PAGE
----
Free Essay

Efects of Dick Game

In: Film and Music

Submitted By kinghale
Words 3112
Pages 13
Rachel Hoffman and Sarah Gentil
Ms. Wolverton
English 1010
January 9, 2013
Body Brainwash? From the beginning civilizations all had their own ideas of the perfect body shape; this ideal image of the body has evolved throughout time, and continues to this day. In this essay we will discuss different aspects of what America specifically believes the ideal body image should be today. The different issues we will be discussing will involve: concerns with the body image, obesity, cosmetic surgery, compulsive exercise, masculinity and models. There are heated debates about whether these topics are negative or positive. Every part of the world has some kind of ideal body image and will go to certain extremes trying to achieve this perfect image. Probably the most known would be foot binding. Some historical records claim that foot binding began its origin in the Song Dynasty 960-1279 A.D.; the practice was outlawed in 1915 (Lim). Yet some continued in secret. At that time foot binding was a status symbol and the only way for a woman to be able to get married in a decent setting. There are a couple of survivors from this practice, Zhou Guizhen, 86, now regrets binding her feet, yet understands that she had no choice. No one would have married her and at the time that was what women were expected to do (Lim).
On the other side of the world, Europe had their own opinion on what the ideal body image was. It wasn’t tiny feet, but tiny waists. In Dave Girdle’s site the author gives his input on the corset, he finds that corsets holds symbolism and power over the utilitarian aspect of shaping ones body contour. Corsets can be traced back to Greek and Minoan times; these were constructed differently and used for different purposes. The time that used the tight lacing to shape women to the accepted norm would be during the Victorian Era. Girdles definition of tight lacing is, any distortion of the natural waist that is over two inches. The corset itself evolved along with the ideas of that specific era. The Edwardian era used the corset to form an S shape, which forced the breast up and the hips back; also very uncomfortable. Further evolvement changed corsets to girdles, which some still wear to this day (Girdle). Now day’s corsets are used for and associated with fetish wear (The History of Corsets).
Today women don’t bind their feet but squeeze them into uncomfortable high heels; they dye, pluck or shave their hair and even try enhancing parts of their anatomy with surgery (Lim). Today women still try to fit these social norms, even if it means that the only way to fit the perfect picture of society ends up with surgery.
Reconstructive surgery documents were found in India dating from around 2,000 B.C. Even back then people sought to correct or restore the way they looked (Maughan). Such procedures were originally used to heal the wounded from war, similar surgeries are used today to heal the wounded. There are two categories: plastic surgery, which reconstructs and corrects dysfunctional parts of the body and cosmetic surgery, which focus on enhancing appearance (Cosmetic Surgery). Many people say that weight has had a significant spot in body image. Linda Vongkhamchanh’s article Renaissance to Runway: Body Shapes Over the Ages, discusses how in the 1800s it was ideal to be more plump and full figured. During the 1900s people became more active and it was more common for society to be slender (Vongkhamchanh). Today many people, especially women think that ultra-thin models have achieved the ideal weight. From the article Media and Body Images, Joel Miller talks about how most models average less than 23 percent of the weight of typical women and that twenty years ago it only used to be a difference of 8 percent. That 69 percent of girls based their ideas of the perfect body shape from models in magazines (Miller).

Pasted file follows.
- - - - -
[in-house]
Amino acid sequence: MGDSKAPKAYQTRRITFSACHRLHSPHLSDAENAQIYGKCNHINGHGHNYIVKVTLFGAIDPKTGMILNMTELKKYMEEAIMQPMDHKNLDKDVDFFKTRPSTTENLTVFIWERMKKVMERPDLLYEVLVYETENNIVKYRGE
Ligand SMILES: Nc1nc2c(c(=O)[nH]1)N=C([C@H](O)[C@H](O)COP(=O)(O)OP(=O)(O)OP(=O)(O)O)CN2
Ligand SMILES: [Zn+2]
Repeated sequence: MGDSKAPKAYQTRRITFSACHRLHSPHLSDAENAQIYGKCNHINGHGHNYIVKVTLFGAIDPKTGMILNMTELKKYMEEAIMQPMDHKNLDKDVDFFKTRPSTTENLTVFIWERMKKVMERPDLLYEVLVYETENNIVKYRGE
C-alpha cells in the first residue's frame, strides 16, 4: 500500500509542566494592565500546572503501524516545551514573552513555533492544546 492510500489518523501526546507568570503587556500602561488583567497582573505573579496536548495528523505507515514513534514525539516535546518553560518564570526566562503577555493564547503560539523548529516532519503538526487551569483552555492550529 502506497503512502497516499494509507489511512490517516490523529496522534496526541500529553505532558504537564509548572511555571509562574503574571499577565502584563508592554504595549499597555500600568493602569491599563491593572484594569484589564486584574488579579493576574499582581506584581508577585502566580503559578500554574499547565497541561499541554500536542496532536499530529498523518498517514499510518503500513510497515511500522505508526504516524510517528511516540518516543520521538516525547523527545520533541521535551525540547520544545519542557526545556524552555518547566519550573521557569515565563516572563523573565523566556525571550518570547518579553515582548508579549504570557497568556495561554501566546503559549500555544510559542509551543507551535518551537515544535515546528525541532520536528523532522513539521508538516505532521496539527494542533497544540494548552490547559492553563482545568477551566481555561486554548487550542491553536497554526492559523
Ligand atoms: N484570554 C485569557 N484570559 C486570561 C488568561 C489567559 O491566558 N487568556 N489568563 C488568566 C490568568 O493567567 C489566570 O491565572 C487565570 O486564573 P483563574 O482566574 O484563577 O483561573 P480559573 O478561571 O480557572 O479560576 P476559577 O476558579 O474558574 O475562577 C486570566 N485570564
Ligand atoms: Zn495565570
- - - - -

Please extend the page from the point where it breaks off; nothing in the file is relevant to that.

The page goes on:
It’s not just women; some feel that men also have a place within body image; it takes the form of masculinity. Raewyn Connell an Australian sociologist, currently a Professor at the University of Sydney is the author of Masculinities. For Connell, the origins of contemporary masculinity are found at the time of increasing European and American power and the rise of global imperialism and global capitalist economy. Whenever there was a crisis, men felt like they needed to step up and prove themselves (The Cultural Studies Reader).
Exercise and fitness have been around since the birth of humankind. People had to be fit to hunt for food to be able to survive. The Olympic games have been around for 1,170 years since 776 B.C. at Mount Olympia in Greece. The Greek men were very athletic and started the Olympics to honor the gods with their great abilities and were seen as heroes. Today’s athletes from all around the world come together to compete in the different sports competitions (Gauthier). In Scott White’s article History of Exercise, he discusses how back in 400 B.C. people started to study the importance of getting physical exercise. In the 18th century workout routines became more common along with more fitness centers. In the 19th century people started to have different lifestyles and began changing their diet and routines, so manufactures began to create in-home training equipment (White).
There are many different opinions that people have towards body image; there are negative and positive sides. The negative side of body image was shown, but there is such a thing as a positive body image, “Having a healthy body image means that most of your feelings, ideas, and opinions about your body and appearance are positive. It means accepting and appreciating your body and feeling mostly satisfied with your appearance” (Kids Health). So why are there so many negative sides? Why does body image sometimes tend to lead and cause problems such as eating disorders or depression? According to Kids Health, developing a healthy body image takes time, yet on the contrary, “It can be influenced by experiences and shaped by the opinions and feedback of others and by cultural messages.” Popular media plays a huge role with this influence. Actors and models often portray what most of society considers the “ideal body.” Many women believe that they should look similar to the mass media’s models (Serdar). Media gives a powerful influence and can alter the way women often view themselves, although some people believe that it is okay for models to be very thin. It is common for many fashion designers to want their clothes displayed on ultra-thin models because they believe it makes their clothing item look best and the most ideal. Many doctors oppose to ultra-thin models because it can cause mental illnesses like depression or eating disorders.